Rigaud is a color intaglio, a combination of line etching and color aquatint, from 1936 by American printmaker Augusta Rathbone (1897-1990). It is pencil signed and editioned 1/2 on the recto and titled in the artist’s hand on the verso. Rigaud was printed in Paris by M. Alfred Porcabeuf on a sheet of cream wove paper and the platemark measures 10-1/2 x 14-1/2 inches.
Riguad is a an ancient hilltop village overlooking the Cians Gorge in the Alpes-Maritimes department of southeastern France. Rigaudum is cited in the 13th century as a fiefdom. Above the village is the ruins of its medieval fortress, a former command post of the Knights Templar. Rigaud was one of the four Templar settlements in the Var Valley. The population of Rigaud in 2008 was just over 200. Augusta Rathbone discovered and sketched the village on one of her many excursions throughout France.
In 1921, upon graduating from the University of California at Berkeley, Augusta Rathbone continued her studies at the Académie de la Grande Chaumière in Paris. She also studied with Lucien Simon and, for seven years, with the Spanish artist Claudio Castelucho y Diana. In 1927, at the suggestion of Nora Hamilton of Chicago, Rathbone began to concentrate on printmaking and took her plates to Monsieur Alfred Porcabeuf for printing. Her earliest intaglios featured the Sierra Nevada, urban scenes of New York and San Francisco, and the villages of the French Riviera. After World War II, Rathbone returned to Paris but in the face of prohibitive printing costs she taught herself how to print her plates.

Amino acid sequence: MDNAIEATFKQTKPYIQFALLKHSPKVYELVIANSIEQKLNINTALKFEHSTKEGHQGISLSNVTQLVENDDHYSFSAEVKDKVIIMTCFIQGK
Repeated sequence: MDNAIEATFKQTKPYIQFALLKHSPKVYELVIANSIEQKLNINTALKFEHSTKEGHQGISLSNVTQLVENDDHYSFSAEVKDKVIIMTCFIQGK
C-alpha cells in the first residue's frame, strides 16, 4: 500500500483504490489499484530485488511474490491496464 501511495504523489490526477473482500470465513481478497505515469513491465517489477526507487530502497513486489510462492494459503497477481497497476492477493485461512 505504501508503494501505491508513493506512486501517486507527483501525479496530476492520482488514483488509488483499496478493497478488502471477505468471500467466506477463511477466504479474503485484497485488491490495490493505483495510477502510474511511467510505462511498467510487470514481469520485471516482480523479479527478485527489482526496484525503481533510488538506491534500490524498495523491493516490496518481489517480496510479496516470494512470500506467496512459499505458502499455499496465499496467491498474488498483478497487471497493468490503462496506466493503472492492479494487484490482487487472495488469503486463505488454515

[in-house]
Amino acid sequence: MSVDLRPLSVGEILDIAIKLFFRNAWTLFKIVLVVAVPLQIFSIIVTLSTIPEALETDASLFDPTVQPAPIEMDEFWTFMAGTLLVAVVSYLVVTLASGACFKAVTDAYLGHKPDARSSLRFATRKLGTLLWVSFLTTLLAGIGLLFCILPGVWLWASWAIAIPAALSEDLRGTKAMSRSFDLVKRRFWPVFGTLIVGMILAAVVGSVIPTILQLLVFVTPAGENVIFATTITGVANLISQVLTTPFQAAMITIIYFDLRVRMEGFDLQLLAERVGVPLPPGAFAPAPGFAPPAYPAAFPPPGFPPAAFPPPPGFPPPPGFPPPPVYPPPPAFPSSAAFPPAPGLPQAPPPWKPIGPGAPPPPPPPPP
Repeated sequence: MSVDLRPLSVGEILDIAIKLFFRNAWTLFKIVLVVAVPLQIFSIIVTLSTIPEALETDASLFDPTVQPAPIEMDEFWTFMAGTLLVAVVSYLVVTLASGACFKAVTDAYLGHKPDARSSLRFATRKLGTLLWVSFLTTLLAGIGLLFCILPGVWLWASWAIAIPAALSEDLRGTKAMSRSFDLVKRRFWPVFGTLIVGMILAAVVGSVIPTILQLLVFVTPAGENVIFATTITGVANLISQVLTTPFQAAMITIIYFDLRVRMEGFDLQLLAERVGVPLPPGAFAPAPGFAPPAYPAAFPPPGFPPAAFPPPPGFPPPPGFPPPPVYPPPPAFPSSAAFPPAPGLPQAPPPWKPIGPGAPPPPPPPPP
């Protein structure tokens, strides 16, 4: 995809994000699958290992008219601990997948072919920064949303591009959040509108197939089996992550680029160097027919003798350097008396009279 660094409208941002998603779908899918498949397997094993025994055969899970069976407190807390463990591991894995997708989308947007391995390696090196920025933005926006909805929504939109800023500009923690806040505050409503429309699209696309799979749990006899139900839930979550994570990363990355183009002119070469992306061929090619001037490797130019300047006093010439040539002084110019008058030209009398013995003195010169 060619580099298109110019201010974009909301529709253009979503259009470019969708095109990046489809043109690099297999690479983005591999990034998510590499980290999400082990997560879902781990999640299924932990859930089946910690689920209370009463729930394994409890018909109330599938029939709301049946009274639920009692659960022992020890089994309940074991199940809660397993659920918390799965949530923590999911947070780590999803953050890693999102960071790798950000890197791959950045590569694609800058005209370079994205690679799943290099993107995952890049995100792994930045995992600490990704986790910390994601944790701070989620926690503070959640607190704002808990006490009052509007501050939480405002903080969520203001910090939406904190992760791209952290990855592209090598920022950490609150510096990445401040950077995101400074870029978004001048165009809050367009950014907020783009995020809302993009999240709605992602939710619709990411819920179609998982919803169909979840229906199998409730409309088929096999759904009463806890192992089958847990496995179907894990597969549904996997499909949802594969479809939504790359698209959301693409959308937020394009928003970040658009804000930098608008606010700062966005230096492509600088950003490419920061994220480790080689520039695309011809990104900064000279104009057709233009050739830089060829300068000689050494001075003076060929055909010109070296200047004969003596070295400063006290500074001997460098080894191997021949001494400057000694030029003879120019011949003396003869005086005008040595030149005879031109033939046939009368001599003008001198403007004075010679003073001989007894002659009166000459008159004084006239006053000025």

Rathbone exhibited at the Salon de Nationale, Paris, in the spring of 1930 and 1931 and in the autumn salon of 1937. Her work was included in the exhibition American Color Prints at the Brooklyn Museum in 1933, and a solo exhibition of her work was mounted at the San Francisco Museum of Art in 1940. She and Elizabeth Ginno showed together at the California State Library in Sacramento in 1952 and again, in 1954, at the de Young Museum in San Francisco. Rathbone's artistic affiliations included memberships in the California Society of Etchers, San Francisco Women Artists, American Artists Professional League, and the National Arts Club.
Augusta Rathbone's work is represented in the collections of the Bowdoin College Museum of Art, the Brooklyn Museum, the de Young Memorial Museum, the Zimmerli Art Museum at Rutgers University, the Whitney Museum of American Art, and the Worcester Art Museum.